I like the analogy of the garbage man. If I was to start a job tomorrow - such as being a garbage man, hucking garbage into a truck all day long, you'd be pretty certain that I would be sore for the first few days, maybe even the first 2 weeks from doing something that I haven't done before. I would be tired, worn out, and not feeling 100%. My body would begin to adapt, however, and I would soon be getting through an entire day of slinging garbage without a problem at all.

Regardless of whether or not I am squatting 2, 3, or 7 days a week, my body will go through an initial period of being sore, but then adaptation will occur and progress will take over.

When?

Well, I started on Monday June 6th. How long will this continue? As long as I feel I am enjoying the program and am making improvements. Does this mean a new PR every day? Absolutely not. Does this mean a new PR even once a week? Not likely. But if I approach squatting as a daily task, I am hoping to keep this going for months or even years!

What?

As I mentioned before, I am not revealing all of the plans to what I am doing, as I may be making adjustments to it here and there, but you can be certain that there will be lots of squatting! Not only that, but I am fitting in some unique ways of getting both upper body strength and hypertrophy work in to improve strength and size. I am also dabbling in some CrossFit workouts for conditioning and skill development. In my opinion, there is nothing that compares to the intensity and effectiveness of CrossFit metabolic conditioning.

Musings from the first week

  1. Although the program that I am doing is based on Cory Gregory's Squat Every Day: The Sequel, I have also modified it a bit to suit my needs. I know that Cory does 400-800m of walking lunges at least 4 days a week, but I just can't bring myself to lunge that much - too boring!
     
  2. Squat form has to be perfect - or near perfect! Nearly every single squat I have done this first week has been recorded, not only to share on my Insta feed, but to also coach myself and see where I can make adjustments or corrections. I know that cutting corners can manifest and it would be like throwing even one little grain of fine sand into a high performance race car engine - that one grain of sand can and will wear down that engine over time.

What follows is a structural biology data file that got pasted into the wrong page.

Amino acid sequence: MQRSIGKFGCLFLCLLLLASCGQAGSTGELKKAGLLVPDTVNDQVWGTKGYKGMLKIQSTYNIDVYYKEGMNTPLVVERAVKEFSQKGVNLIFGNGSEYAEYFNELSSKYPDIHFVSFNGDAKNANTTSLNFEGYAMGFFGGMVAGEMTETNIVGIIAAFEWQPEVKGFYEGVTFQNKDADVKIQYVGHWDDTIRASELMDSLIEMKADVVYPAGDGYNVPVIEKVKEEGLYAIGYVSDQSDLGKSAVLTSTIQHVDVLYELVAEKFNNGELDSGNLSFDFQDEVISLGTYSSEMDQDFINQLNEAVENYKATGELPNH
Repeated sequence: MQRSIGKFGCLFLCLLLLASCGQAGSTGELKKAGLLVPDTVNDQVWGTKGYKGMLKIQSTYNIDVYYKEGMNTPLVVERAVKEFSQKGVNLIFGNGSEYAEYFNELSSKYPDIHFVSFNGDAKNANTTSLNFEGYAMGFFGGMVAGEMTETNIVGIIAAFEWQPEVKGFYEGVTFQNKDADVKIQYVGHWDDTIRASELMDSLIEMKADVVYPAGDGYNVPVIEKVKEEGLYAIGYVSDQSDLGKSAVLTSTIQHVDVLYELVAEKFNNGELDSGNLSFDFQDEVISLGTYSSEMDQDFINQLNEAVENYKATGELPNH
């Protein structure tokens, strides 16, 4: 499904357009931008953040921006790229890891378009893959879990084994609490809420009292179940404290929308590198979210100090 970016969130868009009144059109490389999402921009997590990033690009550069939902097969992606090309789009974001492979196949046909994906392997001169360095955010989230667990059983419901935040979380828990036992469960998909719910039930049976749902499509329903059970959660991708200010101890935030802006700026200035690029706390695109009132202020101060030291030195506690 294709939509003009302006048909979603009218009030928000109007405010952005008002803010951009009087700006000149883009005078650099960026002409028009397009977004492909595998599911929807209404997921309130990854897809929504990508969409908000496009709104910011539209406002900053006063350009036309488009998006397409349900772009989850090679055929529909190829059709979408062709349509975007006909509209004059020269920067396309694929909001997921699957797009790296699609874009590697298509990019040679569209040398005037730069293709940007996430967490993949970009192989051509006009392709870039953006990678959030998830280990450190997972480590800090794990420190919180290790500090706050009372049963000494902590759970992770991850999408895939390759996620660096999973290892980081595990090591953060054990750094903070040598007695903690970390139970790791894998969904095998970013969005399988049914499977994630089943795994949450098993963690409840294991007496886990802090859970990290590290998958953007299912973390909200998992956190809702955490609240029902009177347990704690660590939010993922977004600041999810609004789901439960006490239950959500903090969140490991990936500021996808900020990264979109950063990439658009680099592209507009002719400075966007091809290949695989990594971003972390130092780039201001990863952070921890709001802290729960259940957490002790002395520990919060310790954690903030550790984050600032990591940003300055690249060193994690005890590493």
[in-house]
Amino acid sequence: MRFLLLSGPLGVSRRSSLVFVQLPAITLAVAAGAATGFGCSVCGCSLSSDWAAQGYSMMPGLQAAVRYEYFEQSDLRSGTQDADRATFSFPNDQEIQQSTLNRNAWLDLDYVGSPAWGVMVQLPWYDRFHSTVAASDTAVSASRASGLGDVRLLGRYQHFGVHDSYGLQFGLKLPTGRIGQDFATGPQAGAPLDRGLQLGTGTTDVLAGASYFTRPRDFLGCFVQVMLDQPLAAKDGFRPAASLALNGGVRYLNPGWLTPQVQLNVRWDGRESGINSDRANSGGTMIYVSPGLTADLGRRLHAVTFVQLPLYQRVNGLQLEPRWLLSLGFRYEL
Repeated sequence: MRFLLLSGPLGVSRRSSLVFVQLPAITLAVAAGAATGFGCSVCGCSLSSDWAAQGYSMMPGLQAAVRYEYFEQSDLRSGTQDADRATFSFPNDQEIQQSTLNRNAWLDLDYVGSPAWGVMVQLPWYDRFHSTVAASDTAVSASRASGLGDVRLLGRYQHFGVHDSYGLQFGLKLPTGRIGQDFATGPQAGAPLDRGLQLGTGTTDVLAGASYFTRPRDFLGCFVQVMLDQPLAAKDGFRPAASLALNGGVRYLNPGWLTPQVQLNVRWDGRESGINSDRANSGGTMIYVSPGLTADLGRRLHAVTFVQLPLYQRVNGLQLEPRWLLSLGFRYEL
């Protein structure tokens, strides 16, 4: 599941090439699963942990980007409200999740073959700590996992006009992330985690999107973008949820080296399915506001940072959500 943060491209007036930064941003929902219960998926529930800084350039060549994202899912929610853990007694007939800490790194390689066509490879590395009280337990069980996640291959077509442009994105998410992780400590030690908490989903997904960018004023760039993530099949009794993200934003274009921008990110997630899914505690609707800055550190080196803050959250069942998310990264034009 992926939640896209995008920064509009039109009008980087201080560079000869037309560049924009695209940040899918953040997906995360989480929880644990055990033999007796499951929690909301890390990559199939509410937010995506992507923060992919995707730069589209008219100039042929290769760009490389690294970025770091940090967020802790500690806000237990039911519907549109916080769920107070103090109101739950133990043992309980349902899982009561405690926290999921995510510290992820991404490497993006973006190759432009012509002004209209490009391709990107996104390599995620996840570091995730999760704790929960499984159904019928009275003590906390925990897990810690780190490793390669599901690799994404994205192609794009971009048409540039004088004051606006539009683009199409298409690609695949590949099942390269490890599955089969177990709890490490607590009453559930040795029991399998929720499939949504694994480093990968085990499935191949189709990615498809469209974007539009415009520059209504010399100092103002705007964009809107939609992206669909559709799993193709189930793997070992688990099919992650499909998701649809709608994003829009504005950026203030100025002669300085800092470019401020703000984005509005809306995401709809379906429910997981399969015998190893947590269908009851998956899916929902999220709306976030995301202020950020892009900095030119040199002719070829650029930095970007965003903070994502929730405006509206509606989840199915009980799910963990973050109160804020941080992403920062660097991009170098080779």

3. On day 5 I set a new back squat PR at 330lbs (up from 325lbs) - above video. This by no means means that this program is working already, but it certainly has me fired up for what's to come!
     
  4. I am not sharing all of my programming just yet, maybe in a few weeks after I have some more time with the program and feel as though it is well-rounded and good to share with my followers. I can say that I am absolutely in love with this program already, even after just one short week. I will definitely be sharing more information on this soon.
     
  5. My goal is to squat every day to maintain the health and durability of my lower body and core. This doesn't mean that I will be aiming for personal records all the time, because I know that I will eventually reach an upper limit. But having said that, if I can front squat 405lbs, aiming to improve that number can include pushing more weight, but having a day where I only squat a measly 315lbs (sarcasm) is still moving weight and engaging my leg muscles. Squatting 315lbs in a day is better than not squatting at all.